LONDON (Thomson Reuters Foundation) - Modern slavery in Britain’s hand car washes will be investigated by parliament, a committee of lawmakers said on Tuesday, amid concerns that more people are being abused and enslaved with unregulated sites popping up across the country.
The probe will examine how many of Britain’s 20,000-odd hand car washes have exploited or trafficked workers, and the use of the world-leading 2015 Modern Slavery Act to tackle slavery in the industry, according to a committee of parliamentarians.
Thousands of workers in Britain’s car washes are believed to be slaves - mostly men lured from Eastern Europe then trapped in debt bondage, forced to work in unsafe conditions, stripped of their documents and subjected to threats, abuse and violence.
“We are concerned about the cost to the public purse of tackling criminality (at hand car washes), including trafficking, tax evasion and enforcement of minimum wage law,” said Mary Creagh, chair of the Environmental Audit Committee.
“(Our inquiry) will ask the government how it is meeting its commitments under the UN Sustainable Development Goals to reduce human exploitation,” she said in a statement, which laid out the probe’s other focus into the environmental impact of car washes.
Britain is regarded as an international leader in the fight against modern slavery, having passed a landmark law in 2015 just months before the United Nations adopted a global development goal of ending forced labor and slavery by 2030.
While forced labor is rife among Britain’s building sites, nail bars, factories and farms, car wash slavery is growing with unregulated businesses sprouting up nationwide, the country’s anti-slavery agency and chief said last year.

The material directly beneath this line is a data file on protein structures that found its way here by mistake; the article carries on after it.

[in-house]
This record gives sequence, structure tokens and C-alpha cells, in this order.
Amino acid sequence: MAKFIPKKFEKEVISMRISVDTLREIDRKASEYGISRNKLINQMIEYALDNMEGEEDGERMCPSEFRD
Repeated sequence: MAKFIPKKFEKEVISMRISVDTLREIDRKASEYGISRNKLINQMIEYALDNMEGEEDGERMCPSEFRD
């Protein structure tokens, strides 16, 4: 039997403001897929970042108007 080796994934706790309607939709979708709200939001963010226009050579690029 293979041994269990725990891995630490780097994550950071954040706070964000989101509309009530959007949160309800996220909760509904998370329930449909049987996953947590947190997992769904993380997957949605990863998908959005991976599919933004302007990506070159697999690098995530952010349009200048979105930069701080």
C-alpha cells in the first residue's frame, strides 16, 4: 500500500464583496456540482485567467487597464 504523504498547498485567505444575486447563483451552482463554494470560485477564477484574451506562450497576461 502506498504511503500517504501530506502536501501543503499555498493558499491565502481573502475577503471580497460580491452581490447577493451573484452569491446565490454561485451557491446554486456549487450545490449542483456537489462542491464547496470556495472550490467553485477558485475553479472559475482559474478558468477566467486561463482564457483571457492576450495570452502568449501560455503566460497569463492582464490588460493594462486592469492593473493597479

Police are ramping up investigations but say the crime is tough to crack with thousands of car washes believed to be flouting laws, most victims too scared to speak out, and the cash-squeezed British public hunting for ever cheaper services.
Car washes accounted for the most forced labor cases referred to Britain’s modern slavery helpline last year - making up a quarter of about 700 cases - according to charity Unseen.
“There has been a rise in awareness - more members of the public are taking note and taking action,” Justine Currell, executive director of Unseen, which runs the hotline, told the Thomson Reuters Foundation. “Consumers can bring about change.”
At least 13,000 people in Britain are estimated by the government to be victims of modern slavery - but police say the true figure is far more likely to be in the tens of thousands.
Reporting By Kieran Guilbert, Editing by Jared FerriePlease credit the Thomson Reuters Foundation, the charitable arm of Thomson Reuters, that covers humanitarian news, women's rights, trafficking, property rights, climate change and resilience. Visit news.trust.org